Friday, December 24, 2010

Merry Christmas!!!

One last Blog post before Christmas!  The finale of our Holiday cooking is our huge batch of sugar cookies that we make every year on Christmas Eve.  I have backed away from all the different kinds of Christmas cookies that I used to make to concentrate on candy making, but I can't resist these fabulous soft and fun to make and eat goodies once a year.  This makes about 8-10 dozen cookies and takes the four of us about 2 hours to decorate.  By the end, we are all sick of cookies and sticky up to our elbows, but the cookies are so good they are usually gone within a few days.  The recipe is from a former family member, and we decorate with a variety of colored sugars and sprinkles.  This year I also found some intricate little sugar decorations at a cake shop, and we added them for a special little touch.

Soft Sugar Cookies
8.5 c flour
3 c sugar
4 t baking powder
2 t baking soda
2 t salt

Mix these together and rub in 1 lb butter or margarine.

1.5 c milk
1 T vinegar

Mix these and sit 10 minutes for milk to sour, add:

4 t vanilla
2 eggs,

mix these in with the milk, then add to the shortened dry ingredients a little at a time until completely mixed.  Chill overnight, then roll out to 1/4" thick and cut out shapes.  Bake at 325 for 15 minutes.  Cool, frost, and decorate.

1 stick butter
2 t vanilla
4 c powdered sugar
3 T milk

(actually, we used about 4 times this much icing)

Alternatively, you can decorate with sugar before baking and forget the icing.  My dad likes them this way, but this year my kids over ruled their Grandpa.

In addition to the traditional Christmas shapes we make crabs and lighthouses to symbolize our yearly trip to Chincoteague.  (i.e.  Sandy-Claws, the Christmas Crab) and other stuff to remind us of fun stuff we've done through the year.  This year the dinosaurs symbolize the time Melissa and Julia spent volunteering at the Carnegie Museum of Natural History summer camps, where Rebecca was also a camper.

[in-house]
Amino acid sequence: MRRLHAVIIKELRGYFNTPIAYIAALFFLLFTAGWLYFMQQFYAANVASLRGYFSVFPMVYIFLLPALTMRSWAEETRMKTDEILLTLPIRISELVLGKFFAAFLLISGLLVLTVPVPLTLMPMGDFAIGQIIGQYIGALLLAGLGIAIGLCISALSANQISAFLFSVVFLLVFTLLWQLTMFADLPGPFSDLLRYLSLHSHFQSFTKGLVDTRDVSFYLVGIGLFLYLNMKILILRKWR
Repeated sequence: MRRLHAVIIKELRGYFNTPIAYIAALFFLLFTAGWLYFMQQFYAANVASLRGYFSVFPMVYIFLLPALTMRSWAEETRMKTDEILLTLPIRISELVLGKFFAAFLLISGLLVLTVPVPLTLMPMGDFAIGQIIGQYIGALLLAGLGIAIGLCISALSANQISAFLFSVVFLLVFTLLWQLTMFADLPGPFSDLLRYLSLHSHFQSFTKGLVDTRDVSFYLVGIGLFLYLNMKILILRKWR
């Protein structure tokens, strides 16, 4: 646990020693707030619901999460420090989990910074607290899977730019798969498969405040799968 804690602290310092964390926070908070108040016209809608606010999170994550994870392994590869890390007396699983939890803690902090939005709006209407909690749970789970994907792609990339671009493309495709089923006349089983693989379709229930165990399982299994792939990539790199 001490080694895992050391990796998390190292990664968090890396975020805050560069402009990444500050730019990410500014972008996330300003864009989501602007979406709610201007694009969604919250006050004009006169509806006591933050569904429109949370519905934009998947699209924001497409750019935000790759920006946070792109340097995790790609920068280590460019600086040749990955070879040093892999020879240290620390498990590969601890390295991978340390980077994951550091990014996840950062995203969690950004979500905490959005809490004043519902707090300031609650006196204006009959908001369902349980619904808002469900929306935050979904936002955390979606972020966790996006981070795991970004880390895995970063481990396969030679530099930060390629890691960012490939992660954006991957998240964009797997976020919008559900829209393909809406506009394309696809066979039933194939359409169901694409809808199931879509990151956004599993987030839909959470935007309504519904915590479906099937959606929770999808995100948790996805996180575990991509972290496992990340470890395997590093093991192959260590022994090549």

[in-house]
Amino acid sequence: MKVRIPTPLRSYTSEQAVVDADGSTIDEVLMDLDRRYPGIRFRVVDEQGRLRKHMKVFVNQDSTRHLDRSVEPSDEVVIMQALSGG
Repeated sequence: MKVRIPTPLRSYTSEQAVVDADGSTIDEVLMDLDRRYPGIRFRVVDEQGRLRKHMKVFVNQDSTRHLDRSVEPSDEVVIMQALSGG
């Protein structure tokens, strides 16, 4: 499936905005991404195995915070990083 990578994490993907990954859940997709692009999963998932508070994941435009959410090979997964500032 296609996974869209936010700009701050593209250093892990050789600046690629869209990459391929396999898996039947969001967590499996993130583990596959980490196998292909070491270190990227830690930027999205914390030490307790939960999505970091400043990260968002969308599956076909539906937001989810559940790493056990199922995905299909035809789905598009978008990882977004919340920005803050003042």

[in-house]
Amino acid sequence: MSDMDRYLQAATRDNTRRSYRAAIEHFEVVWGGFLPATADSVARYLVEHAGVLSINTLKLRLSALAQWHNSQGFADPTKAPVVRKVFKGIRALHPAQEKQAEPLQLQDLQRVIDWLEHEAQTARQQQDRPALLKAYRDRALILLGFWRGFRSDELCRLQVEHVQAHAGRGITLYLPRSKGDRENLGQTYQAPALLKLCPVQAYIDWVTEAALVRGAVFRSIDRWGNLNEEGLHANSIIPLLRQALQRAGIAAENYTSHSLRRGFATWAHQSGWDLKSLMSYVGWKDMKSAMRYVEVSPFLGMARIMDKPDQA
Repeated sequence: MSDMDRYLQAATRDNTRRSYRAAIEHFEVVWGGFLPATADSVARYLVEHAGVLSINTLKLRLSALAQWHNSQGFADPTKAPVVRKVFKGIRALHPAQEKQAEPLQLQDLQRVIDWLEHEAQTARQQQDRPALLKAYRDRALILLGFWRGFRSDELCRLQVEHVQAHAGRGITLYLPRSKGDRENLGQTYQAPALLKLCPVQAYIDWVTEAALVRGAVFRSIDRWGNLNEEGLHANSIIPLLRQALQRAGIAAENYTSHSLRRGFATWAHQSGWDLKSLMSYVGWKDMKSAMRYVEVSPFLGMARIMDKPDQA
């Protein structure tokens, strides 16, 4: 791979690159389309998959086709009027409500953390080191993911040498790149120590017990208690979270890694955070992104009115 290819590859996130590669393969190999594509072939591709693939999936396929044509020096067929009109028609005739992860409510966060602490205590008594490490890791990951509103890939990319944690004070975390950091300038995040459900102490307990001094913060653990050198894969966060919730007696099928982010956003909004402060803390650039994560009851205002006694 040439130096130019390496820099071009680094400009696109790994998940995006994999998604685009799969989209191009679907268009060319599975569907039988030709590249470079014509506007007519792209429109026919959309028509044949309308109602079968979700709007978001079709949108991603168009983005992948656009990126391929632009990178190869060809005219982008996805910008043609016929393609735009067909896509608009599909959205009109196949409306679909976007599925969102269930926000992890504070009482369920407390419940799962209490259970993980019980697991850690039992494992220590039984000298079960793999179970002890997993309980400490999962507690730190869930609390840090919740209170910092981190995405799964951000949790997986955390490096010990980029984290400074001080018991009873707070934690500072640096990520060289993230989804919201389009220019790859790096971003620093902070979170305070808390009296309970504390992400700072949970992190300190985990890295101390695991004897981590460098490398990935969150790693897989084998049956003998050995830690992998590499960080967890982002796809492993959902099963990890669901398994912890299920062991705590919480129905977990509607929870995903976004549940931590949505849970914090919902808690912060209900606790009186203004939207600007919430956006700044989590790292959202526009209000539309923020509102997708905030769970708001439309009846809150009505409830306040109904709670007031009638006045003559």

Merry Christmas!!!!

Sunday, December 19, 2010

Christmas Gifts

Ok, now it's time for the big payoff.  You have spent tons of time slaving away on all those goodies and now you finally have an excuse to force people to eat them and tell you how fabulous they are.  Of course I am talking about Christmas.  I have spent a few minutes making some last-minute easy treats like chocolate mint spoons, and fluffernutter bars which are specifically for gift giving. 

The Chocolate Spoons are really super simple, but they make a cute addition to packages or gift baskets.  I used some leftover melting chocolate and dipped some red spoons in it then sprinkled with crushed candy canes.  These can be used to flavor coffee or hot chocolate, depending on the tastes of the recipient.  The Fluffernutter Bars were a last minute invention when I needed to use leftover chocolate from an encore batch of Marshmallow Elf Pops.  I spread some peanut butter and marshmallow fluff on seperate graham crackers, then put them together and dipped them in chocolate, then sprinkled with some festive jimmies.